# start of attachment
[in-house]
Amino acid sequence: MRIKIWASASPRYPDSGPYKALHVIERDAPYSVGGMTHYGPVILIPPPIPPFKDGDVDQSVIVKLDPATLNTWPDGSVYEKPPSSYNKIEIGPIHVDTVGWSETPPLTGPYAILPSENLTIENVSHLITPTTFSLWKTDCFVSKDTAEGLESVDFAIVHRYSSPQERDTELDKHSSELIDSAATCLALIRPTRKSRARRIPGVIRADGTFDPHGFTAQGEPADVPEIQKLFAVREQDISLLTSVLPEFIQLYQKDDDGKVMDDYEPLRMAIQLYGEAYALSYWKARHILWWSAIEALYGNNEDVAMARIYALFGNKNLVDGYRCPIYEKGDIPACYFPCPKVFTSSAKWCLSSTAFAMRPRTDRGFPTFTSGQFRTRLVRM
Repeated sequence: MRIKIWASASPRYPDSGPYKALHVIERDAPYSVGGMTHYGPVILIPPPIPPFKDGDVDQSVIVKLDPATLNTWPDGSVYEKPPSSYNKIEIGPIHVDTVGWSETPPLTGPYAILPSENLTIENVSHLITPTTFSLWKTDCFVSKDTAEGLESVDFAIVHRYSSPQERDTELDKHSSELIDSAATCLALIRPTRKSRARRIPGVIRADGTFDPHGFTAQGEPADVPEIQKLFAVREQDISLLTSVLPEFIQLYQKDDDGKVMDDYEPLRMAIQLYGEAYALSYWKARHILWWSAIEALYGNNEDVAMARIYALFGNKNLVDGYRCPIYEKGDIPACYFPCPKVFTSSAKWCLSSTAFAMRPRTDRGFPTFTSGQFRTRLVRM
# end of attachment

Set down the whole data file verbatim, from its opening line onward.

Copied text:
[in-house]
Amino acid sequence: MRIKIWASASPRYPDSGPYKALHVIERDAPYSVGGMTHYGPVILIPPPIPPFKDGDVDQSVIVKLDPATLNTWPDGSVYEKPPSSYNKIEIGPIHVDTVGWSETPPLTGPYAILPSENLTIENVSHLITPTTFSLWKTDCFVSKDTAEGLESVDFAIVHRYSSPQERDTELDKHSSELIDSAATCLALIRPTRKSRARRIPGVIRADGTFDPHGFTAQGEPADVPEIQKLFAVREQDISLLTSVLPEFIQLYQKDDDGKVMDDYEPLRMAIQLYGEAYALSYWKARHILWWSAIEALYGNNEDVAMARIYALFGNKNLVDGYRCPIYEKGDIPACYFPCPKVFTSSAKWCLSSTAFAMRPRTDRGFPTFTSGQFRTRLVRM
Repeated sequence: MRIKIWASASPRYPDSGPYKALHVIERDAPYSVGGMTHYGPVILIPPPIPPFKDGDVDQSVIVKLDPATLNTWPDGSVYEKPPSSYNKIEIGPIHVDTVGWSETPPLTGPYAILPSENLTIENVSHLITPTTFSLWKTDCFVSKDTAEGLESVDFAIVHRYSSPQERDTELDKHSSELIDSAATCLALIRPTRKSRARRIPGVIRADGTFDPHGFTAQGEPADVPEIQKLFAVREQDISLLTSVLPEFIQLYQKDDDGKVMDDYEPLRMAIQLYGEAYALSYWKARHILWWSAIEALYGNNEDVAMARIYALFGNKNLVDGYRCPIYEKGDIPACYFPCPKVFTSSAKWCLSSTAFAMRPRTDRGFPTFTSGQFRTRLVRM